Blasts from the past

Never ex­pe­ri­enced a black-pow­der day and the plea­sure of shoot­ing an an­tique gun by an old mas­ter? Now is the time to try

The Field - - Contents - writ­ten BY david wil­liams

The plea­sure of black pow­der and an­tique guns, by David Wil­liams

You do what?” This is the usual in­cred­u­lous re­sponse from shoot­ing friends who have yet to ex­pe­ri­ence the joy of fir­ing an­cient guns. The pos­si­bil­ity of such a thing has mostly never en­tered their heads and much dis­cus­sion en­sues re­gard­ing types of gun used, the equip­ment needed and whether or not it is some­thing they will con­sider tak­ing up.

In com­mon with many read­ers of The Field, my broth­ers and I started our shoot­ing lives with air ri­fles and pis­tols be­fore rough shoot­ing with .22 ri­fles and .410 shot­guns un­der the guid­ance of our fa­ther, Leo. Twelve-bores soon fol­lowed (or sup­pos­i­tory guns, as an Amer­i­can friend and ded­i­cated muz­zle-load­ing shot calls them) and game shoot­ing soon af­ter. Luck­ily, vir­tu­ally my en­tire work­ing life has in­volved an­tique and mod­ern guns with the for­mer be­ing a bit of an obsession due to the qual­ity of work­man­ship and the beauty of dec­o­ra­tion fre­quently found on flint­lock and per­cus­sion guns of the 18th and 19th cen­turies. This is cer­tainly the case with the great names such as John Twigg, Joseph and John Man­ton, Wil­liam Smith (suc­ceeded by sons Sa­muel and Charles), James Purdey, Alexan­der Forsyth, Durs and Joseph Egg, Henry and Sa­muel Nock, the Mor­timer fam­ily, Joseph Lang, Wil­liam and John Rigby, and West­ley Richards, among very many oth­ers. An ap­pre­ci­a­tion for the prod­ucts of these gifted, pi­o­neer­ing mak­ers and the bar­rel forg­ers, lock mak­ers, stock­ers and re­lated crafts­men who worked for them, combined with my love of shoot­ing, ul­ti­mately led to the re­al­i­sa­tion that the en­cour­age­ment of black-pow­der friends ac­tu­ally to shoot a muz­zle-loader had to be heeded.

In my case, I was able to take a sin­gle per­cus­sion gun of mine (made by James Stevens in Lon­don around 1815 as a flint­lock and sub­se­quently con­verted to per­cus­sion in about 1830) and shoot it at clays in the com­pany of an ex­pe­ri­enced muz­zle-load­ing friend who is also a highly qual­i­fied gun­smith. This had two ad­van­tages, as I was able to ben­e­fit from his years of ex­pe­ri­ence and be as as­sured as pos­si­ble that the gun was in shootable con­di­tion. The next re­quire­ment was for the ac­qui­si­tion of the ac­ces­sories needed for load­ing and clean­ing. These are tac­tile and col­lectable items in their own right and are best de­scribed in their or­der of use. Pow­der-flask: mod­ern re­pro­duc­tions are avail­able, how­ever, the most de­sir­able are an­tique. These are brass mounted with bagshaped bod­ies com­monly made of cop­per or plan­ished tin, of­ten cov­ered in leather. The vast ma­jor­ity are by the mak­ers James Dixon & Sons or G & JW Hawk­sley of Sh­effield and can be found amongst the lots of­fered in spe­cial­ist auc­tions, with an­tique arms deal­ers and even still in an­tique shops. Depend­ing on con­di­tion they are rel­a­tively in­ex­pen­sive, how­ever, it is wise to check that the sprung lever func­tions and that the seam around the body is sound.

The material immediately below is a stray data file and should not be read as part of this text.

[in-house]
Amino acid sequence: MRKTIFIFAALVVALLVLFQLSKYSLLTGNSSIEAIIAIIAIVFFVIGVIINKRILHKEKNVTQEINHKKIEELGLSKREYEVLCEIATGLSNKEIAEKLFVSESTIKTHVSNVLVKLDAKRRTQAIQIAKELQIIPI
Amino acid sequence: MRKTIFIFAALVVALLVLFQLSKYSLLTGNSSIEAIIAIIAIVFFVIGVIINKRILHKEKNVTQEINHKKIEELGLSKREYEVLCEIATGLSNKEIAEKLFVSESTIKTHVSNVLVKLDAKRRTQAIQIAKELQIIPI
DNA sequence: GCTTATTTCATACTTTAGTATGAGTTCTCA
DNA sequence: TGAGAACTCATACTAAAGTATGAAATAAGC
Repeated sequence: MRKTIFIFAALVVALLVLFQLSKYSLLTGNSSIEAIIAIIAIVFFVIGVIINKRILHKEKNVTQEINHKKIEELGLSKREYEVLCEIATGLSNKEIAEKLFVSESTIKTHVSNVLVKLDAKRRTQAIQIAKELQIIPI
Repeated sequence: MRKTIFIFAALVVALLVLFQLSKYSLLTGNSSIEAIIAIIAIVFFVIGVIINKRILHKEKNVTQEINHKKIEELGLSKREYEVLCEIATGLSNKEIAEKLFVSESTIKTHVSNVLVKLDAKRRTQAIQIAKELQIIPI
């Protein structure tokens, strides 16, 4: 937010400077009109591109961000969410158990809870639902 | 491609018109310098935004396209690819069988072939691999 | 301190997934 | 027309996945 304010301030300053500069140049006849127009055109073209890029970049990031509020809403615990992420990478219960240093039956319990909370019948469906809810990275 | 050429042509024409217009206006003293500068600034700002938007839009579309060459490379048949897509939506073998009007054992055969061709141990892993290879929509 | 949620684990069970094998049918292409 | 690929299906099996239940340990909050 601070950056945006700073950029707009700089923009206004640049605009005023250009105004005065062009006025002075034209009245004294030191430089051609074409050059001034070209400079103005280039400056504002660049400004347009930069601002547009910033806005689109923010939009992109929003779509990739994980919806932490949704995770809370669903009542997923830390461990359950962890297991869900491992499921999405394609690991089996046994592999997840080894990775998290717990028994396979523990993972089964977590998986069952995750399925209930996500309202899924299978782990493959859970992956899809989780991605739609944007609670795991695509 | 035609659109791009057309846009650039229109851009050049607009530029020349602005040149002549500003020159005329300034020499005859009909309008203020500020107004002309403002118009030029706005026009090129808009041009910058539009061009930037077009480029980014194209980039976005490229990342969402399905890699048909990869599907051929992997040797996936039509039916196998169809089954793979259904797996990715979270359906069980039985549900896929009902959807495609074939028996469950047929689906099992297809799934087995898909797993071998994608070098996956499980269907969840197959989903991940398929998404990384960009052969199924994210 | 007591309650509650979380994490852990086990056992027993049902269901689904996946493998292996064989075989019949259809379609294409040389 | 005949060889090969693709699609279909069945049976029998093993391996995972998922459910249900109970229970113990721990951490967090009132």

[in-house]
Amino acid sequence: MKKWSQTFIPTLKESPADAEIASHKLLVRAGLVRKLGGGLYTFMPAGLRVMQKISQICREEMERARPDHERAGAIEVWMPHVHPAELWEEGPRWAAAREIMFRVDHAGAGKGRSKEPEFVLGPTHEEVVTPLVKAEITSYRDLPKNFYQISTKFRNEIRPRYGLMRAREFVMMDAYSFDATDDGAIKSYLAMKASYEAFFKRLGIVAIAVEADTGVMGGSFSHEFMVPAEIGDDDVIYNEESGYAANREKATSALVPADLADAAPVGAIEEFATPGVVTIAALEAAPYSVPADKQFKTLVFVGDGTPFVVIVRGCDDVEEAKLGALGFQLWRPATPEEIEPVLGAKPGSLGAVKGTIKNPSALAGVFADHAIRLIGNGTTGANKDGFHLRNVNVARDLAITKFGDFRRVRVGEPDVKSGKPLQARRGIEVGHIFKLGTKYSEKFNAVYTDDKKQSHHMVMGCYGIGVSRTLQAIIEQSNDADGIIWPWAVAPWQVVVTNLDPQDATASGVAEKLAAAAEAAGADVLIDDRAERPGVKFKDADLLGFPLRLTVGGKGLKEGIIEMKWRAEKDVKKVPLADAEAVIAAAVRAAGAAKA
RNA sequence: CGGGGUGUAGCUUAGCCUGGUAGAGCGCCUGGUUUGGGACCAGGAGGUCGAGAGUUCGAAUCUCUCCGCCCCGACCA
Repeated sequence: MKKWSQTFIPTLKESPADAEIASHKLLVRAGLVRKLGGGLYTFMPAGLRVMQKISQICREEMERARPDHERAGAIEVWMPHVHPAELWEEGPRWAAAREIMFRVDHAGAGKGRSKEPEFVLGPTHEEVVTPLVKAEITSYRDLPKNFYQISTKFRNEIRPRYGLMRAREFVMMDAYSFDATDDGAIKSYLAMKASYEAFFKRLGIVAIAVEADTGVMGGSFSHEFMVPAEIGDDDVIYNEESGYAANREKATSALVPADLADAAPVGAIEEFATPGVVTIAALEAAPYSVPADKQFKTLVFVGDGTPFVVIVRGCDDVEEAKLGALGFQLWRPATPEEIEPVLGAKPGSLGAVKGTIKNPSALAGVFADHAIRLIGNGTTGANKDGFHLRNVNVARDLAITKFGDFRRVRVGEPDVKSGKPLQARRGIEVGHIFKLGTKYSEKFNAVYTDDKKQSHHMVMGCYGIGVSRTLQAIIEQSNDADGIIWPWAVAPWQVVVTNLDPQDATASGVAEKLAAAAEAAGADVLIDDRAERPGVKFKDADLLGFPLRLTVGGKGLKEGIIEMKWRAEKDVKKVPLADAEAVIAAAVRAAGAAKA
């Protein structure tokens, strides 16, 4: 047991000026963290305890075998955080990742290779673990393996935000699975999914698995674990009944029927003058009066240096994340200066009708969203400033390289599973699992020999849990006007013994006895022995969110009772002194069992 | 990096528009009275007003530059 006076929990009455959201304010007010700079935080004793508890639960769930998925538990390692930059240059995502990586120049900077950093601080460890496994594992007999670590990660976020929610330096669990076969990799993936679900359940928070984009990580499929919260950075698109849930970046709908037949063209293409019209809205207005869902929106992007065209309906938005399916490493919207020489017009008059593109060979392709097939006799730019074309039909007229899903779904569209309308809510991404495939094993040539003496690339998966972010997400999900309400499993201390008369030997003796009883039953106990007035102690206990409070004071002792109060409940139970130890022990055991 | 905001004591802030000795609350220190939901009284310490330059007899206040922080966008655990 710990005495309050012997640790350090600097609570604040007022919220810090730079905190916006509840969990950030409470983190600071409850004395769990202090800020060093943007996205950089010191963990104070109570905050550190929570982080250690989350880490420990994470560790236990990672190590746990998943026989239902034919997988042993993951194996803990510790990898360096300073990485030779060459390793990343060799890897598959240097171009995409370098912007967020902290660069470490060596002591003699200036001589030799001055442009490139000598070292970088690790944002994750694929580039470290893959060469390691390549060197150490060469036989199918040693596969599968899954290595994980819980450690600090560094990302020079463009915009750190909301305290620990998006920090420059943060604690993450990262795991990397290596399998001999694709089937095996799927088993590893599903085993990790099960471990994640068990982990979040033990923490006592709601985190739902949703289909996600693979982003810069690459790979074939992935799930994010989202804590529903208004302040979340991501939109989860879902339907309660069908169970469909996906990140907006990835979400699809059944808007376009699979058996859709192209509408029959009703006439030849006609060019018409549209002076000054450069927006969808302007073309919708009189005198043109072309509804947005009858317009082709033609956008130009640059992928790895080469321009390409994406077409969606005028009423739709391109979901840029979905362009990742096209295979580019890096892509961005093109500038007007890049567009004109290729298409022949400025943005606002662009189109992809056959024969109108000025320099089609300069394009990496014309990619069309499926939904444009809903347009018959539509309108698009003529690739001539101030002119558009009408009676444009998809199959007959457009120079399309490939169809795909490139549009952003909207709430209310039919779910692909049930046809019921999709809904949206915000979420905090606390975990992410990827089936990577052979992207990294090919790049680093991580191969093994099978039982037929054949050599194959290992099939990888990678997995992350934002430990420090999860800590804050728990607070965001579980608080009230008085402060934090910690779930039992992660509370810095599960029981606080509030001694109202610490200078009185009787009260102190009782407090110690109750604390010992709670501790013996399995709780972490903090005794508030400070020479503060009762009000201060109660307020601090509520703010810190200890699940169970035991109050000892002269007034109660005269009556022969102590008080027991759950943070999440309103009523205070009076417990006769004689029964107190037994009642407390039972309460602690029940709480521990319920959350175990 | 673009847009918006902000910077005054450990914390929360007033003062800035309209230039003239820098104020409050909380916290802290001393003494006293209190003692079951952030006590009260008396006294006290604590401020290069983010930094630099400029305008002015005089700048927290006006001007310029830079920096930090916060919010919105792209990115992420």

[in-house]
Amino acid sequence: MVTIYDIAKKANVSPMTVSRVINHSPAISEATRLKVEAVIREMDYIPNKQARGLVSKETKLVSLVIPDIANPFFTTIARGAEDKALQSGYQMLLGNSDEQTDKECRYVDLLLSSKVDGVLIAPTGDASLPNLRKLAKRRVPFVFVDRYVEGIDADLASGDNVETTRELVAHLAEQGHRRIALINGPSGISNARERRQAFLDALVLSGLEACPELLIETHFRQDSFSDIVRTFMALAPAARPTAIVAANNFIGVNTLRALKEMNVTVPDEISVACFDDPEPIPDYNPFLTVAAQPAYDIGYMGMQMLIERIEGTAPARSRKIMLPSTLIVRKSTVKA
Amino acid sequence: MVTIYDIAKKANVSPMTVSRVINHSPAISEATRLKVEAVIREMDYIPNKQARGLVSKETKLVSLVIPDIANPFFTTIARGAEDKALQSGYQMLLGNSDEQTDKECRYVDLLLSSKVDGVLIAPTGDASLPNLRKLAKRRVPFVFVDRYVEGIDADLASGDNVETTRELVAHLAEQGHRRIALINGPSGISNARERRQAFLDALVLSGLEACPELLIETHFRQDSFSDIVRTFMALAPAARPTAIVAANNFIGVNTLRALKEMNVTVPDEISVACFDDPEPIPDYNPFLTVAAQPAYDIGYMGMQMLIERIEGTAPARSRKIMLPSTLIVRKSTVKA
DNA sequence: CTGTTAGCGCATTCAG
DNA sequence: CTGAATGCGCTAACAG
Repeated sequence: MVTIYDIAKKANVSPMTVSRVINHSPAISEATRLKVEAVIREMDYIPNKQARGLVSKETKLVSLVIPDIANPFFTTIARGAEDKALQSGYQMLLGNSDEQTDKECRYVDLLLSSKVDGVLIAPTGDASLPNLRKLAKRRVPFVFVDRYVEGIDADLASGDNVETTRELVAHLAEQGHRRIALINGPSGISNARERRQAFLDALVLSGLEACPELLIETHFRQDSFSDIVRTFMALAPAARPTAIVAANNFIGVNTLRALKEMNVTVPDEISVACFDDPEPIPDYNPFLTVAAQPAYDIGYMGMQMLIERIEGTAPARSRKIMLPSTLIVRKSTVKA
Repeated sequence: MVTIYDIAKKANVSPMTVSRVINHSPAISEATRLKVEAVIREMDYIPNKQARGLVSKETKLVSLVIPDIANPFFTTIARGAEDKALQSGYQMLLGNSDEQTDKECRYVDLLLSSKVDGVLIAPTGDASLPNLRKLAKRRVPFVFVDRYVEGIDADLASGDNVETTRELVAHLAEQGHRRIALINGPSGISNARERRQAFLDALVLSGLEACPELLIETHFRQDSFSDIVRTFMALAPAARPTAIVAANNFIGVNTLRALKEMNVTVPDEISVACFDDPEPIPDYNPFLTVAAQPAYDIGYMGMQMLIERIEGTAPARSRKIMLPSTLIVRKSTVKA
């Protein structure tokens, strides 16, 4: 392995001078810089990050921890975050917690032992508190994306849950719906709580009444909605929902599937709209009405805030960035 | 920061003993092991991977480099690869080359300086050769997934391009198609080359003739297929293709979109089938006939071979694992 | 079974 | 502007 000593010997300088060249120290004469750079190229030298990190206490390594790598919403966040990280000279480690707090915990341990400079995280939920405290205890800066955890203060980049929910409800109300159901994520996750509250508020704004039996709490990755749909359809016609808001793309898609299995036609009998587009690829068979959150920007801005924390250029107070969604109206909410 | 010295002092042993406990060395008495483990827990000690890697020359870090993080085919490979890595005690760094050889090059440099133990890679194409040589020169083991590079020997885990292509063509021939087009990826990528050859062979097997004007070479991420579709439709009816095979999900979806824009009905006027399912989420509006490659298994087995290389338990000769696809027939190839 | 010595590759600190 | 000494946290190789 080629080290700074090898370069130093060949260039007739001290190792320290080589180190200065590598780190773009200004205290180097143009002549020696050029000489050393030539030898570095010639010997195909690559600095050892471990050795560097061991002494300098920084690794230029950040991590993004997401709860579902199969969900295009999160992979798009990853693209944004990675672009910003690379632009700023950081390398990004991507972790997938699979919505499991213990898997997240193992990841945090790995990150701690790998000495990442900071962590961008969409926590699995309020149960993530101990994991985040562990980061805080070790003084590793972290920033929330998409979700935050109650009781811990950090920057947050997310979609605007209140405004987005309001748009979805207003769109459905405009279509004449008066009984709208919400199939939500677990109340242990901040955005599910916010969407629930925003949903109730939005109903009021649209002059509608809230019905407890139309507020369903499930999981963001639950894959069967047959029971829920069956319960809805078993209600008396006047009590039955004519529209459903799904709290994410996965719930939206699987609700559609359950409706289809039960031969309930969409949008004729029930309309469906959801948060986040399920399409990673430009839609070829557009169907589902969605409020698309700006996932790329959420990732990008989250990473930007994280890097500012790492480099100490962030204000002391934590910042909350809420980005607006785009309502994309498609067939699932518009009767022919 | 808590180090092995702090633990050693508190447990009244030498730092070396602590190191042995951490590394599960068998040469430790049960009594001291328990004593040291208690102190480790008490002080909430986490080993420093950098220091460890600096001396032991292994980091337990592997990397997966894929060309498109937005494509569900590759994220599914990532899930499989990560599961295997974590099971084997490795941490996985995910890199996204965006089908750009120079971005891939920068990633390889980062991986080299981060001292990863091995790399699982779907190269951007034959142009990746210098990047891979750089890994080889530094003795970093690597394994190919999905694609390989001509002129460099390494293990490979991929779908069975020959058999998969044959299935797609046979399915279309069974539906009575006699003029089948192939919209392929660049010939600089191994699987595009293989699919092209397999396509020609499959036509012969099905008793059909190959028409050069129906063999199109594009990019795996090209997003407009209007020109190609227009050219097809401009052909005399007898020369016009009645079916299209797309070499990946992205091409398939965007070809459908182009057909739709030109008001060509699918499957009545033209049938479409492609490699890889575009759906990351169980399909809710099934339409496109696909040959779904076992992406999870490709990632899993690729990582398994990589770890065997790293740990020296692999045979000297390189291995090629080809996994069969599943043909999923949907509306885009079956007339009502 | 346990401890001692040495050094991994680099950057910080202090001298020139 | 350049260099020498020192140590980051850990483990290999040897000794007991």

Shot-flask: these have leather bod­ies and are also read­ily avail­able. Check the lever­ac­tion is op­er­at­ing prop­erly and that the seams and over­all con­di­tion are sound. Ram­rod: this is in ad­di­tion to the ram­rod mounted be­neath the barrels of the vast ma­jor­ity of flint­lock and per­cus­sion guns. The orig­i­nal ram­rods are sur­pris­ingly del­i­cate and it is tragic if they are bro­ken. Vintage three-piece clean­ing rods make ex­cel­lent ram­rods, as will an ap­pro­pri­ate length of hard­wood dow­elling with a knob for com­fort. If one is lucky and pre­pared to search them out, an­tique ram­rods can be found that were orig­i­nally used for live pi­geon or battue shoot­ing.

Flints, per­cus­sion caps, wads and cards: some brave souls shoot flint­locks that were in com­mon use from the 17th cen­tury un­til the in­tro­duc­tion of the cop­per per­cus­sion cap shortly be­fore 1820. Those who shoot flint­locks are held in high re­gard as the guns re­quire a much greater de­gree of care to shoot suc­cess­fully. This is due to the cor­rect set­ting of the flint, the vi­tal need to keep the steel (frizzen) and pan dry, and the ne­ces­sity of us­ing pow­der for the main charge as well as a fine prim­ing pow­der for the pan. This is not to men­tion the slower-burn­ing and in­con­sis­tent ig­ni­tion sys­tem and the foul­ing en­coun­tered that can lead to mis­fires. Per­cus­sion caps come in var­i­ous sizes to match the size of the nip­ples (pegs or piv­ots in old lan­guage) threaded into the bar­rel breeches. When in use, caps can be car­ried loose in the pocket or fit­ted di­rectly from an an­tique

brass or mod­ern plas­tic cap-dis­penser. Cards and felt wads for load­ing are avail­able in dif­fer­ent bore sizes and their use in the load­ing process is de­scribed be­low.